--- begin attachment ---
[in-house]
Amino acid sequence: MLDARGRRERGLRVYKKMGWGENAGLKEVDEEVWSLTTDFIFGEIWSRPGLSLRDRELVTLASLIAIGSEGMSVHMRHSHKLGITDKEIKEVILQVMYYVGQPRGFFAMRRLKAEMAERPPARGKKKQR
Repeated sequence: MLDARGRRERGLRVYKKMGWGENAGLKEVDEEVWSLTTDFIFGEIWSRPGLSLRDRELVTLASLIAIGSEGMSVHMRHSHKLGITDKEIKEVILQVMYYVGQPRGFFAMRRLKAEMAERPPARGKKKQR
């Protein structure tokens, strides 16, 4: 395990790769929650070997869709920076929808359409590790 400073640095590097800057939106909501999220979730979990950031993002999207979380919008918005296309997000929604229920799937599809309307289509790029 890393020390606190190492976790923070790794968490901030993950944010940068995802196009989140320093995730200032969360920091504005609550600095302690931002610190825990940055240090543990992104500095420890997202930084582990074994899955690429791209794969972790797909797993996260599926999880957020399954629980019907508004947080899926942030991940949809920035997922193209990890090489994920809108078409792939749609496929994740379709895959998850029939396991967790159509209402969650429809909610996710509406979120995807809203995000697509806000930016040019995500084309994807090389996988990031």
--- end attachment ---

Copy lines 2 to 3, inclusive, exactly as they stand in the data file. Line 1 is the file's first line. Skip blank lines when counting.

Amino acid sequence: MLDARGRRERGLRVYKKMGWGENAGLKEVDEEVWSLTTDFIFGEIWSRPGLSLRDRELVTLASLIAIGSEGMSVHMRHSHKLGITDKEIKEVILQVMYYVGQPRGFFAMRRLKAEMAERPPARGKKKQR
Repeated sequence: MLDARGRRERGLRVYKKMGWGENAGLKEVDEEVWSLTTDFIFGEIWSRPGLSLRDRELVTLASLIAIGSEGMSVHMRHSHKLGITDKEIKEVILQVMYYVGQPRGFFAMRRLKAEMAERPPARGKKKQR